The short blunt part of anything after larger part has been broken off or used up; hence, anything short and thick; as, the stub of a pencil, candle, or cigar.

Stumpnoun

The part of a tree or plant remaining in the earth after the stem or trunk is cut off; the stub.

Stubnoun

A part of a leaf in a check book, after a check is torn out, on which the number, amount, and destination of the check are usually recorded.

Stumpnoun

The part of a limb or other body remaining after a part is amputated or destroyed; a fixed or rooted remnant; a stub; as, the stump of a leg, a finger, a tooth, or a broom.

Stubnoun

A pen with a short, blunt nib.

Stumpnoun

The legs; as, to stir one's stumps.

Stubnoun

A stub nail; an old horseshoe nail; also, stub iron.

Stumpnoun

One of the three pointed rods stuck in the ground to form a wicket and support the bails.

Stubverb

To grub up by the roots; to extirpate; as, to stub up edible roots.

‘What stubbing, plowing, digging, and harrowing is to a piece of land.’;

Stumpnoun

A short, thick roll of leather or paper, cut to a point, or any similar implement, used to rub down the lines of a crayon or pencil drawing, in shading it, or for shading drawings by producing tints and gradations from crayon, etc., in powder.

Stubverb

To remove stubs from; as, to stub land.

Stumpnoun

A pin in a tumbler lock which forms an obstruction to throwing the bolt, except when the gates of the tumblers are properly arranged, as by the key; a fence; also, a pin or projection in a lock to form a guide for a movable piece.

Stubverb

To strike as the toes, against a stub, stone, or other fixed object.

Stumpverb

To cut off a part of; to reduce to a stump; to lop.

‘Around the stumped top soft moss did grow.’;

Stubnoun

a short piece remaining on a trunk or stem where a branch is lost

Stumpverb

To strike, as the toes, against a stone or something fixed; to stub.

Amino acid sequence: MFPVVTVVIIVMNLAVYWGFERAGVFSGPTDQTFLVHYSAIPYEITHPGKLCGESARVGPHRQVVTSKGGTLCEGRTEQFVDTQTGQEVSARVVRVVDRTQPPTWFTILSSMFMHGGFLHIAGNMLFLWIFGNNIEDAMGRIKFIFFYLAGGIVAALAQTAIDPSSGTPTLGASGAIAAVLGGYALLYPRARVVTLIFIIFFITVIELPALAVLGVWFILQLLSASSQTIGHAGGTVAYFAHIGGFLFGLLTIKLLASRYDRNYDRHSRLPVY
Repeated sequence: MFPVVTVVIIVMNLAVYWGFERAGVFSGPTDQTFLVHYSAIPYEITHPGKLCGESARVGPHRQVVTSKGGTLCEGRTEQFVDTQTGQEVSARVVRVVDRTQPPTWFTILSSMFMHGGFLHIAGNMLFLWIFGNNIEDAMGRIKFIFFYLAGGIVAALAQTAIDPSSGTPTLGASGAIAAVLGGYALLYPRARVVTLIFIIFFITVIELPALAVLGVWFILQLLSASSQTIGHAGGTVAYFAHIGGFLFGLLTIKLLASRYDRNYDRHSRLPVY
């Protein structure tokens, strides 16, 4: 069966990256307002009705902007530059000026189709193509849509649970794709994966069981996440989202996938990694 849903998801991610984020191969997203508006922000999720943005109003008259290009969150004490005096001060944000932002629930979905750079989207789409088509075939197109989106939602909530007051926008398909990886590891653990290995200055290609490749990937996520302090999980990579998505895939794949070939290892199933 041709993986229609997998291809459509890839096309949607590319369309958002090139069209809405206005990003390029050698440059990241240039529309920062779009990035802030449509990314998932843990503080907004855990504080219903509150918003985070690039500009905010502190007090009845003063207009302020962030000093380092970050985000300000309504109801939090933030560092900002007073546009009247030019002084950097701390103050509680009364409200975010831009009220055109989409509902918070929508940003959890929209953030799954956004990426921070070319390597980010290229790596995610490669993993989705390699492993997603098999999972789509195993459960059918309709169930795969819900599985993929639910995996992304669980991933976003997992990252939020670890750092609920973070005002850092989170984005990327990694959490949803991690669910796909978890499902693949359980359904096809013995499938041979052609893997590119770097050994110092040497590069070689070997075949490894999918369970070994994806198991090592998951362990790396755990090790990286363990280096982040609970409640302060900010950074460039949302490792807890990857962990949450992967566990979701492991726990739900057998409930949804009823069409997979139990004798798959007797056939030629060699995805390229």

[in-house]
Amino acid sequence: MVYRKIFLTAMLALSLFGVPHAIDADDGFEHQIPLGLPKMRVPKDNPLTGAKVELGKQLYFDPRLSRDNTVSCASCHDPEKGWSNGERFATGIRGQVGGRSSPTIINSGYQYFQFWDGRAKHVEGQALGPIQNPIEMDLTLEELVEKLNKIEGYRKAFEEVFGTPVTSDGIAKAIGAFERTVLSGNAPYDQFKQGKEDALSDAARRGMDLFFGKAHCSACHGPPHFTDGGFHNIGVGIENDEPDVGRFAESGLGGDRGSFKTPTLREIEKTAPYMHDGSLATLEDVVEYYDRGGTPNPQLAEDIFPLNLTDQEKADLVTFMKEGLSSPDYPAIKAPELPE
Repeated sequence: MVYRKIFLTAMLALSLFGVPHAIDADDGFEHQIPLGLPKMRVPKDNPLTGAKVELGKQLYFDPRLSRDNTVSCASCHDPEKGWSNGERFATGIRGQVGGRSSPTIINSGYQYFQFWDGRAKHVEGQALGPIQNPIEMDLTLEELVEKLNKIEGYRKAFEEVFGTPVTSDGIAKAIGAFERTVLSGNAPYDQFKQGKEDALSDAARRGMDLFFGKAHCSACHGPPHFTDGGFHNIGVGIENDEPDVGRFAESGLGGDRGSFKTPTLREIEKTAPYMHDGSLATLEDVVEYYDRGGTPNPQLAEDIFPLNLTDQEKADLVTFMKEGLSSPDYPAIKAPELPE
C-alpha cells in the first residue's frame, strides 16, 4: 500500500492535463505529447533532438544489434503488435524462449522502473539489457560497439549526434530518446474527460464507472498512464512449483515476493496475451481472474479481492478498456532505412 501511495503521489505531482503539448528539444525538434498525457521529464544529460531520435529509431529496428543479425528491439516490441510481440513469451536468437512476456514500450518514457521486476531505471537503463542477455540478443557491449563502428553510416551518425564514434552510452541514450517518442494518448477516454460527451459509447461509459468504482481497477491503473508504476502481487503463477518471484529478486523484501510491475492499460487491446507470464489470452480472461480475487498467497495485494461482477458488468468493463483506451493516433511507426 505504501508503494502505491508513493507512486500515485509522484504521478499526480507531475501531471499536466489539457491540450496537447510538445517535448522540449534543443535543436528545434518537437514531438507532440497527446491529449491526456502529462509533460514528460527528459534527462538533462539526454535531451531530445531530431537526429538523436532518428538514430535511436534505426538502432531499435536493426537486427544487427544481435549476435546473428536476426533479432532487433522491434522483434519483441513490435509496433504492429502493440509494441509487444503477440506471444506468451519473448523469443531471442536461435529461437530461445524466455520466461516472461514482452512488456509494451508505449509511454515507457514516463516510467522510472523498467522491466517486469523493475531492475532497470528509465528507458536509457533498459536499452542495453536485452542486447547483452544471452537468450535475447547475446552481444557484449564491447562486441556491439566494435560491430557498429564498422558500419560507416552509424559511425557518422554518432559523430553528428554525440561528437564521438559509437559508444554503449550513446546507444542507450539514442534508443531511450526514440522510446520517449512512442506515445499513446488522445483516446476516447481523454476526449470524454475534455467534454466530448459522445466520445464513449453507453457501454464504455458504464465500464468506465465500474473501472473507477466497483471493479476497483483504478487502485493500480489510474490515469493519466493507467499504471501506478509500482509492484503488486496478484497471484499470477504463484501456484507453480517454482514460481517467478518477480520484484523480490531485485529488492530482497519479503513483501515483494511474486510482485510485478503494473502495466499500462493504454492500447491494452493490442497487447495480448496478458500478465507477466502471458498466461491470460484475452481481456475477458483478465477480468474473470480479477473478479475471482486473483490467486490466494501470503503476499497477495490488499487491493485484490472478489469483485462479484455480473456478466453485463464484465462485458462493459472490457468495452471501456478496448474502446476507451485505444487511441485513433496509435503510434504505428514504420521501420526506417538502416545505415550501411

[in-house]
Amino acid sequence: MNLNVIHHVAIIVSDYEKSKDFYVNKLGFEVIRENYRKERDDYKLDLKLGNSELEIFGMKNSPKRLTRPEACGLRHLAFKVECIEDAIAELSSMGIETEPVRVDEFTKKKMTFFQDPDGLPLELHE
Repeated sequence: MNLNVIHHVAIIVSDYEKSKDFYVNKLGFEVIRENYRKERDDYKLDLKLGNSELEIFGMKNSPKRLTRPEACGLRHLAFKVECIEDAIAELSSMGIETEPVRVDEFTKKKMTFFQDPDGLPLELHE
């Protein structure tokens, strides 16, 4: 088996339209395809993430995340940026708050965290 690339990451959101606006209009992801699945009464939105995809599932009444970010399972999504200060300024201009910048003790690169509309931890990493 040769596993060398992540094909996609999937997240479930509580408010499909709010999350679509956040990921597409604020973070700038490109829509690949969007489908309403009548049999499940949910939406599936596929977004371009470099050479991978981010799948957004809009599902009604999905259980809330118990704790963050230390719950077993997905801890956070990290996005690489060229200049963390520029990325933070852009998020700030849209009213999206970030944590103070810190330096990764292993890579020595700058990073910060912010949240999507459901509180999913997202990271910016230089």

Stubnoun

a small piece;

‘a nub of coal’; ‘a stub of a pencil’;

Stumpverb

To challenge; also, to nonplus.

Stubnoun

a torn part of a ticket returned to the holder as a receipt

Stumpverb

To travel over, delivering speeches for electioneering purposes; as, to stump a State, or a district. See To go on the stump, under Stump, n.

Stubnoun

the part of a check that is retained as a record

Stumpverb

To put (a batsman) out of play by knocking off the bail, or knocking down the stumps of the wicket he is defending while he is off his allotted ground; - sometimes with out.

‘A herd of boys with clamor bowled,And stumped the wicket.’;

Stubnoun

the small unused part of something (especially the end of a cigarette that is left after smoking)

Stumpverb

To walk clumsily, as if on stumps.

Stubverb

strike against an object;

‘She stubbed her one's toe in the dark and now it's broken’;

Stumpnoun

the base part of a tree that remains standing after the tree has been felled

Stumpnoun

the part of a limb or tooth that remains after the rest is removed

Stumpnoun

(cricket) any of three upright wooden posts that form the wicket

Stumpnoun

a platform raised above the surrounding level to give prominence to the person on it

Stumpverb

cause to be perplexed or confounded;

‘This problem stumped her’;

Stumpverb

walk heavily;

‘The men stomped through the snow in their heavy boots’;

Stumpverb

travel through a district and make political speeches;

‘the candidate stumped the Northeast’;

Stumpverb

remove tree stumps from;

‘stump a field’;